It's also, in part, because he campaigned for her, joining her in NC on the trail. It wouldn't seem unusual for a high-ranking member to do so for a fellow male candidate, but obviously it's different when it's a female. And yes - had she been 65 and black it wouldn't have raised eyebrows. Then again, if that were the case it might never have happened at all.

    What I find somewhat stomach turning is that it has an underground, whisper campaign vibe. Doesn't need to be true, proven or lasting as a slur - it just needs to be effective. Start early, get noticed and when it matters get it used ... to hell with ruined careers.

    And Democrats need to remember that even when it's true, political shaming for personal misdeeds to gain political points damns the whole country to hypocrisy. Or worse, leads it to accept better liars.


    I have portfolio here because I instigated the rumor---the one about FDR and Lucy Mercer Rutherfurd who were contemporaries of mine and my motivations were different from what you attribute to the Republican legislators. Though the common opinion was that Lucy was more "attractive" than Eleanor, to me smart is attractive as well as purpose and energy level. For example, I am attracted to Ruth Wilson---who my partner refers to as duck lips---who is multifaceted and really smart. In any case I simply wanted to bring the Patrician populist lackey down any way I could and any misstep would have sufficed. I think the legislators are more suppressing their feelings as bad behavior, in a religious fundamentalist mold, than actively dwelling on them. But that's just my projection.

    We were watching the show, The Affair (which a writer described as a self-indulgent show when I thought it was the other way around---who gives a hoot whether or not the show was filmed in an ostentatious condo) with Dominic West and Ruth Wilson.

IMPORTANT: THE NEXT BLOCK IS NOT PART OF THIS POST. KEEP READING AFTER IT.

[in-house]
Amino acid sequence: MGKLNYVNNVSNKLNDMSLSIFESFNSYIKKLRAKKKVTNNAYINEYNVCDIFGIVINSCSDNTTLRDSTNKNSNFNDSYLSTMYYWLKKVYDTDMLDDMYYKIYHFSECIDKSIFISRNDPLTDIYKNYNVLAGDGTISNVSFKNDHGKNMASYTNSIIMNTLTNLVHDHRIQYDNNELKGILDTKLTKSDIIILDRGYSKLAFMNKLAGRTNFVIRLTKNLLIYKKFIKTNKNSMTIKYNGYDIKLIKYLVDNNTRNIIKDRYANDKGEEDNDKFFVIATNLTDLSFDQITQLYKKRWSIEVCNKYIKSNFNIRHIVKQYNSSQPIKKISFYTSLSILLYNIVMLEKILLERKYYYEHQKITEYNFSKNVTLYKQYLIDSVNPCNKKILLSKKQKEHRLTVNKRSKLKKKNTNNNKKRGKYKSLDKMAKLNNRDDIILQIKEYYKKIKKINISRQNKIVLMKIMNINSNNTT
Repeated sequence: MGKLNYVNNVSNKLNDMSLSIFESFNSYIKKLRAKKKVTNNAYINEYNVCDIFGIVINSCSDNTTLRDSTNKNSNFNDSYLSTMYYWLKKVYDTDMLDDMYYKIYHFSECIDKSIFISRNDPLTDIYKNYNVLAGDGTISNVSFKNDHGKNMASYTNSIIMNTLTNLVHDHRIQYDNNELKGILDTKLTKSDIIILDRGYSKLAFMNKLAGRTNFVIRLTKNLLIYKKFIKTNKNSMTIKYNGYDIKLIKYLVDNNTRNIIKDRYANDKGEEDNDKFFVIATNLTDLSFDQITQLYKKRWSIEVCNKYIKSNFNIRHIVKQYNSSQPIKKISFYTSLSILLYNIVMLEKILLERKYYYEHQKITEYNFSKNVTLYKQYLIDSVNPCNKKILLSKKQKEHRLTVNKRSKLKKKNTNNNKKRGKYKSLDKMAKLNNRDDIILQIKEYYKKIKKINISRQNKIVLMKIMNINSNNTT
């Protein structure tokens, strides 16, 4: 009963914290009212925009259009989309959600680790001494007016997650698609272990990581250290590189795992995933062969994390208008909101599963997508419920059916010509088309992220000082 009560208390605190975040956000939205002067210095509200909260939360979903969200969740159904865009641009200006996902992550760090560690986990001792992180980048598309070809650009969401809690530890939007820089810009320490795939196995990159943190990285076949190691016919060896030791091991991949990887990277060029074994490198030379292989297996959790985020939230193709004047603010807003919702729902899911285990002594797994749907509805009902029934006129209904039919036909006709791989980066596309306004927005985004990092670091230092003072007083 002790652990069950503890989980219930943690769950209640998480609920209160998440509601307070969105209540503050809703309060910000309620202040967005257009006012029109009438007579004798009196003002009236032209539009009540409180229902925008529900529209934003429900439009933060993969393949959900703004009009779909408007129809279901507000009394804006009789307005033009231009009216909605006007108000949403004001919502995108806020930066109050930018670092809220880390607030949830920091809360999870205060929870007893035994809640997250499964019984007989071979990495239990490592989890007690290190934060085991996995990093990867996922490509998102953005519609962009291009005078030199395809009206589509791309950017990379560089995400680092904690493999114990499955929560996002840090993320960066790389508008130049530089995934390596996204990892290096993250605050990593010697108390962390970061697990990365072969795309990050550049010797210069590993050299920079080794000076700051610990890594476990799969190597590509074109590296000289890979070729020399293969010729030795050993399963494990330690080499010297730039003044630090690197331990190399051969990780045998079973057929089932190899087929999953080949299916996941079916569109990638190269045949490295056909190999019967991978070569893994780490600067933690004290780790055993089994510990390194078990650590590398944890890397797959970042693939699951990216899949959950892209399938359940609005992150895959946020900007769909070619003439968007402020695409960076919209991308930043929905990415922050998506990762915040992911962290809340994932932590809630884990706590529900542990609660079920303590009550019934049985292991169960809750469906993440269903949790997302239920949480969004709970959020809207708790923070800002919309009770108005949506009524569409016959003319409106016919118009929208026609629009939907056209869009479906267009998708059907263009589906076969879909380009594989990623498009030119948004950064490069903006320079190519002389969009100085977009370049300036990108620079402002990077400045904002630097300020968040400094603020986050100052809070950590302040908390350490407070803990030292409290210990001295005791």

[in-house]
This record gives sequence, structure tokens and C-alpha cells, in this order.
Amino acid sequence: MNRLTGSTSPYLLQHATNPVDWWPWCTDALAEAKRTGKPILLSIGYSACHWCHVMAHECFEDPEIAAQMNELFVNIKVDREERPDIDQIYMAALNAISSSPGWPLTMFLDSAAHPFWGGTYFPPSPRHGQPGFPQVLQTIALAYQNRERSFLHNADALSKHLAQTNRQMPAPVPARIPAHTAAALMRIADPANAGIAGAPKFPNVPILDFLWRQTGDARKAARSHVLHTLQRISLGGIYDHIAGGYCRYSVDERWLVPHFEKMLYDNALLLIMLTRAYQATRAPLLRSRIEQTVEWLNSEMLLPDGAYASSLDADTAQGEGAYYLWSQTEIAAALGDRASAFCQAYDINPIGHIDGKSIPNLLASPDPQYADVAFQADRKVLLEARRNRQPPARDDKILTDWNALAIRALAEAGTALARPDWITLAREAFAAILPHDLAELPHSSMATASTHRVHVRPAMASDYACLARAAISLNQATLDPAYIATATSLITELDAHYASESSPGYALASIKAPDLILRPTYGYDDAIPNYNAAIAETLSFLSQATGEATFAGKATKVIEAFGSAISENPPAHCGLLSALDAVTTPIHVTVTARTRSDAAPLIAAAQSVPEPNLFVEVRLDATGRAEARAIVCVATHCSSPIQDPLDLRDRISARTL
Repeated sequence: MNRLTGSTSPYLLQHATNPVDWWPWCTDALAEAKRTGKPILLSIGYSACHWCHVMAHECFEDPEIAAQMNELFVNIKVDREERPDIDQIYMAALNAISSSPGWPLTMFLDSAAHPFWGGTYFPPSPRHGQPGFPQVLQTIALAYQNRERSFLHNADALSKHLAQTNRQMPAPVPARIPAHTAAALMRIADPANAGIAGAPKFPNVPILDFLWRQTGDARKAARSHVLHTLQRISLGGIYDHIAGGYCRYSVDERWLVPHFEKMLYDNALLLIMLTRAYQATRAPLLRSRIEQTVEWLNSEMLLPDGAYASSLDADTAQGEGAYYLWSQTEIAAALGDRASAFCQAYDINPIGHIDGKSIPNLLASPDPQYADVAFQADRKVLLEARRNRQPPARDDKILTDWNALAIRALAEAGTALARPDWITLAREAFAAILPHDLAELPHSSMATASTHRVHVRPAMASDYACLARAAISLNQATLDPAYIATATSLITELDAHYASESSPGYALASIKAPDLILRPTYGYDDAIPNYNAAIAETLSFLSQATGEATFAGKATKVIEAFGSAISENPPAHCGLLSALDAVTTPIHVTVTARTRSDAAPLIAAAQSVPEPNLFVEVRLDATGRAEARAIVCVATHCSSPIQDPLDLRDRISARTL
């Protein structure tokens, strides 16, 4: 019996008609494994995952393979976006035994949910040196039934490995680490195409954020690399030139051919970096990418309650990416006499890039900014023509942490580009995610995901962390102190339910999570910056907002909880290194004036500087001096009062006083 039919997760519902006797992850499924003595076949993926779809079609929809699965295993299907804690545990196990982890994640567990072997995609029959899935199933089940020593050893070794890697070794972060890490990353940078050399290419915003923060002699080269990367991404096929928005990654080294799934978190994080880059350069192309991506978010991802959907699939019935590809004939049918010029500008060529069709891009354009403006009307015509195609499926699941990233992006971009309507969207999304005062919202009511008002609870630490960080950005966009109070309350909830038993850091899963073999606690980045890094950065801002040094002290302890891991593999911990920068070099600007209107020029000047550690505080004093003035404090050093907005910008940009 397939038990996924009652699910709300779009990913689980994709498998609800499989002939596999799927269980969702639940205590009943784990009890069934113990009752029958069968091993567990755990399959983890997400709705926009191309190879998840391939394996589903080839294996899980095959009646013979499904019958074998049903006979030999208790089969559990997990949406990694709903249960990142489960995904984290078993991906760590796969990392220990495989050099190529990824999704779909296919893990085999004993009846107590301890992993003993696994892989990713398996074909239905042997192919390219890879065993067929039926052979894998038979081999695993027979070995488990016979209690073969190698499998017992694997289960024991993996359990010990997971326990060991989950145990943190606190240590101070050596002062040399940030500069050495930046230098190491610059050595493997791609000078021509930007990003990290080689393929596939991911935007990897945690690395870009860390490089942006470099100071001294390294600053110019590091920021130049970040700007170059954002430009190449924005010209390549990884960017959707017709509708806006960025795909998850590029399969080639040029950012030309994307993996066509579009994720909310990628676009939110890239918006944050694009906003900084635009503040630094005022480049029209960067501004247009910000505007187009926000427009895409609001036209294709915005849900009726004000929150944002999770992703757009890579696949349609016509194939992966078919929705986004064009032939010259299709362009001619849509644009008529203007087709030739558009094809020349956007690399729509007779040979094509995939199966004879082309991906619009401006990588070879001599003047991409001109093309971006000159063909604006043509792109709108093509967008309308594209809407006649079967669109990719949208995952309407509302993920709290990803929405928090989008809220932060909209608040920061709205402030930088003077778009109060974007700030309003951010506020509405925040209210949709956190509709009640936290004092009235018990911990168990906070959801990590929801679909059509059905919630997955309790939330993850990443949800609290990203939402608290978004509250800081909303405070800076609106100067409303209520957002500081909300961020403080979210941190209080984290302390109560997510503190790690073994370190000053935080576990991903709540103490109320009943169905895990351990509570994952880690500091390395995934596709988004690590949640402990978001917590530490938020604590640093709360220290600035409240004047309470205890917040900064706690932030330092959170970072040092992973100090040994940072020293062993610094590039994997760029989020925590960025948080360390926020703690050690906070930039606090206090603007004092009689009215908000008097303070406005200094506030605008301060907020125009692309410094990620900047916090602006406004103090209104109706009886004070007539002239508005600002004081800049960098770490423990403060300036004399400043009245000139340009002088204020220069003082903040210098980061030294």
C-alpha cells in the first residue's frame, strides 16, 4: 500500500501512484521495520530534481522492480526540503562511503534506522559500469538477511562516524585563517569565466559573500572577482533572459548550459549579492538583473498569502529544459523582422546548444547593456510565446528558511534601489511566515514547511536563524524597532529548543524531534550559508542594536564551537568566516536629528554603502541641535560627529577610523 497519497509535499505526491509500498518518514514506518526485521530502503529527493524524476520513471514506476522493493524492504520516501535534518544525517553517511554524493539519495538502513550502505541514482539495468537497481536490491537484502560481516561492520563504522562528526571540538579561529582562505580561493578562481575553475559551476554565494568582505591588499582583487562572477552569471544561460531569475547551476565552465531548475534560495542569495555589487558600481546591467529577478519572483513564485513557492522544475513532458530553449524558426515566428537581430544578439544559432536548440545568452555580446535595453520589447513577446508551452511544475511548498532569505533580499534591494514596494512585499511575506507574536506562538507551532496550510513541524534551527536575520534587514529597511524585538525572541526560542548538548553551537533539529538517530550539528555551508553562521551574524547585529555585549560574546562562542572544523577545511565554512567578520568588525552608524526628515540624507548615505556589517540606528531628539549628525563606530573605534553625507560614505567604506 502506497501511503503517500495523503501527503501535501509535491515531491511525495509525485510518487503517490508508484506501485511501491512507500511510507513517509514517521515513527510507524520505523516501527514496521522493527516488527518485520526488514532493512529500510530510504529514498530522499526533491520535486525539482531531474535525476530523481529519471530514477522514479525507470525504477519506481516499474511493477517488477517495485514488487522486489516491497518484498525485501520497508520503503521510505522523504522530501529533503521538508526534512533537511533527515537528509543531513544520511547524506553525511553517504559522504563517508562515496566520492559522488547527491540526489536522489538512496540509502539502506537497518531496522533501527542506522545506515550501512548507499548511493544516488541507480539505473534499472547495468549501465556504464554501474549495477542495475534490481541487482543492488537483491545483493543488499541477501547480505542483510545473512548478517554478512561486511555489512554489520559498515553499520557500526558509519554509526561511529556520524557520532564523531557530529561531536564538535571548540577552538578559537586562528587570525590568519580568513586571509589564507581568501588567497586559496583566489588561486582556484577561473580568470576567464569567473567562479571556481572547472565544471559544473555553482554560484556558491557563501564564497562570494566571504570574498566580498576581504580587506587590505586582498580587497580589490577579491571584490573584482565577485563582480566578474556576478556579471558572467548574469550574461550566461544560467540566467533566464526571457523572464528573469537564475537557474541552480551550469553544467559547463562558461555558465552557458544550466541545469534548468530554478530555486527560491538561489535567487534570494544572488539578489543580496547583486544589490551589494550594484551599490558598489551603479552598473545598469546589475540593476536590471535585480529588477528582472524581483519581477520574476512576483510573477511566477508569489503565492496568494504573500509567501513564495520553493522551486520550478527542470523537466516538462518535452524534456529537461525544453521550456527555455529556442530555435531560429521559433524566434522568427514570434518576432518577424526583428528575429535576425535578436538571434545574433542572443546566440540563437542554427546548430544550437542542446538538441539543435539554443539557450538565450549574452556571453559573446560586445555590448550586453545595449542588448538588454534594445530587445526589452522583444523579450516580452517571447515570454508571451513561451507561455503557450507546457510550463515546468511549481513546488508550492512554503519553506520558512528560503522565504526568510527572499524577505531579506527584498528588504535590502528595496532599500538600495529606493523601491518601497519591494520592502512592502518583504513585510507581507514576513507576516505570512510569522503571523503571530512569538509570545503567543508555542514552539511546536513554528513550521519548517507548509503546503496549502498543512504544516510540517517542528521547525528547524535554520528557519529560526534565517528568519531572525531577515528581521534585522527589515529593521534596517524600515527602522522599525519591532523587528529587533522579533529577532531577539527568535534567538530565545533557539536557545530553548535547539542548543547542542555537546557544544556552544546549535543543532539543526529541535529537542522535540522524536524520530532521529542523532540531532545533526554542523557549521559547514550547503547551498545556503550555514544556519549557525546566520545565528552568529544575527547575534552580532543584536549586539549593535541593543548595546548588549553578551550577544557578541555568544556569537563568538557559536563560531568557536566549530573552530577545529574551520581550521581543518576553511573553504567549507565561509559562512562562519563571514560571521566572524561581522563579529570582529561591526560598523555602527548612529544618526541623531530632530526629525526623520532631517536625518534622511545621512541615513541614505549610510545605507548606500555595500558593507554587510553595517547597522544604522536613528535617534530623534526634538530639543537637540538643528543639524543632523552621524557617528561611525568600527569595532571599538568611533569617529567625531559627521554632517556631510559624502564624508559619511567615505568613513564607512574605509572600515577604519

Would you like to hit old duck lips, she asked.

    No. I said.  


    I always had a thing for Betty Ford. Obviously having her own clinic earned points - easy? One could only hope. While Gerald's away, the mice will play. I tried starting a rumour about the two of us, but didn't take. Was I not attractive enough? My shrink thinks I'm too hard on myself - only distance and lack of opportunity. Anyway, those were different times - nowadays we'd have a reality show. But no pitcher of martinis - one door opens, another door closes.

    I tend to think of you in the mold of Dominic West, but much smarter. So I would agree with your shrink and that you well buttressed your end of the Betty Ford rumor. It must have been that she was not rumor-worthy in that sphere.


    Thank you, you're very kind. You may call me "duck lips" if you like.


    Funny.

    Our actual discussion was whether women actors are actually being coached to "pout", kinda protruding the lips. Then we noticed that the wronged wife in the series was also, almost imperceptibly, trying to pout. Amidst this type of speculation, we also enjoy the series, and the two-part contra-narrative technique it uses in story telling.


    I remember the pouter in the carriage in a Room with a View.

    (repeat).

    Yeah. Some sex scandals are based on actual sex. And lots are based on malice.

    If Mark Sanford, Governor of South Carolina, gets caught in a sex scandal, it's probably not because people want to picture Mark Sanford making hot sexy love. And that scandal didn't hit the media until there was serious, can't-explain-this-away evidence. He actually stepped off a plane from Argentina, after pretending he was elsewhere. (And for me, the abandoning his job responsibilities was the actual scandal.)

    If Nikki Haley, Governor of South Carolina, gets tarred in rumors about her sex life, there doesn't have to be much (or any) evidence. Because there are a large number of people who would enjoy imagining Nikki Haley having sex. That rumor makes it to the Internet whether it has much substance or not.

    When a rumor about a conventionally "sexy" woman (i.e., a woman that straight men think of sexually) starts flying, it's always important to take a step back and ask how much evidence is being offered.


    Great article, Doc. And let's not forget that though there are undoubtedly reasons gossip flourishes in our society (for example, to give voice to anxiety or, as you point out in your final paragraph, to express fantasies), those who are the subject of rumors can be severely damaged both professionally, personally and psychologically.